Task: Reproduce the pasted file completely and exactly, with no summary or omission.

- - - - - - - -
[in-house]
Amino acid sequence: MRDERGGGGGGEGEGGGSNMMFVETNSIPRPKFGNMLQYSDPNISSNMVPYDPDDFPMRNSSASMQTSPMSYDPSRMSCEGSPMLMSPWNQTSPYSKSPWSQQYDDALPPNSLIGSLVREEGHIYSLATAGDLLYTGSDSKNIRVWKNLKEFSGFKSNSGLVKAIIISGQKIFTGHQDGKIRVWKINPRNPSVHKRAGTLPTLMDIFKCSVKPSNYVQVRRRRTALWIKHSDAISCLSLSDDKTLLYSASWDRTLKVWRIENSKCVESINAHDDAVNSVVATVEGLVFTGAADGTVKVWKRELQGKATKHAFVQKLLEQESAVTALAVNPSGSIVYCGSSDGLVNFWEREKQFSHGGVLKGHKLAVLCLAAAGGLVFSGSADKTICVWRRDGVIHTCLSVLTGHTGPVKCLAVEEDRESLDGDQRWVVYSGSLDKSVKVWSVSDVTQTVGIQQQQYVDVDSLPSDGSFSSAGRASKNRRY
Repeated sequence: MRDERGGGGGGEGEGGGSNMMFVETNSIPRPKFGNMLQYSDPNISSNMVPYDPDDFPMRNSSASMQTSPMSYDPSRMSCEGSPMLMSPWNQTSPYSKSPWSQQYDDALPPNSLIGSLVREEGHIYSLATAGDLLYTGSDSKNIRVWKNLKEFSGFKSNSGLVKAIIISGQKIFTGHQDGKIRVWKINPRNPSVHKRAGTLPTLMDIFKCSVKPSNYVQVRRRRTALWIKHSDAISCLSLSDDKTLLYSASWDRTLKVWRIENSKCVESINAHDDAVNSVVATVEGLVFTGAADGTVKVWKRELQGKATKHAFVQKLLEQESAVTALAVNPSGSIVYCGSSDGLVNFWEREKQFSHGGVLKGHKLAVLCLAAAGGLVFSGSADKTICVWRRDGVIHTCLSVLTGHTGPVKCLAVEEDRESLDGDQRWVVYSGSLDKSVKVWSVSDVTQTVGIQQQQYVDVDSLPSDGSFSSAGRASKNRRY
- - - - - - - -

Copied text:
[in-house]
Amino acid sequence: MRDERGGGGGGEGEGGGSNMMFVETNSIPRPKFGNMLQYSDPNISSNMVPYDPDDFPMRNSSASMQTSPMSYDPSRMSCEGSPMLMSPWNQTSPYSKSPWSQQYDDALPPNSLIGSLVREEGHIYSLATAGDLLYTGSDSKNIRVWKNLKEFSGFKSNSGLVKAIIISGQKIFTGHQDGKIRVWKINPRNPSVHKRAGTLPTLMDIFKCSVKPSNYVQVRRRRTALWIKHSDAISCLSLSDDKTLLYSASWDRTLKVWRIENSKCVESINAHDDAVNSVVATVEGLVFTGAADGTVKVWKRELQGKATKHAFVQKLLEQESAVTALAVNPSGSIVYCGSSDGLVNFWEREKQFSHGGVLKGHKLAVLCLAAAGGLVFSGSADKTICVWRRDGVIHTCLSVLTGHTGPVKCLAVEEDRESLDGDQRWVVYSGSLDKSVKVWSVSDVTQTVGIQQQQYVDVDSLPSDGSFSSAGRASKNRRY
Repeated sequence: MRDERGGGGGGEGEGGGSNMMFVETNSIPRPKFGNMLQYSDPNISSNMVPYDPDDFPMRNSSASMQTSPMSYDPSRMSCEGSPMLMSPWNQTSPYSKSPWSQQYDDALPPNSLIGSLVREEGHIYSLATAGDLLYTGSDSKNIRVWKNLKEFSGFKSNSGLVKAIIISGQKIFTGHQDGKIRVWKINPRNPSVHKRAGTLPTLMDIFKCSVKPSNYVQVRRRRTALWIKHSDAISCLSLSDDKTLLYSASWDRTLKVWRIENSKCVESINAHDDAVNSVVATVEGLVFTGAADGTVKVWKRELQGKATKHAFVQKLLEQESAVTALAVNPSGSIVYCGSSDGLVNFWEREKQFSHGGVLKGHKLAVLCLAAAGGLVFSGSADKTICVWRRDGVIHTCLSVLTGHTGPVKCLAVEEDRESLDGDQRWVVYSGSLDKSVKVWSVSDVTQTVGIQQQQYVDVDSLPSDGSFSSAGRASKNRRY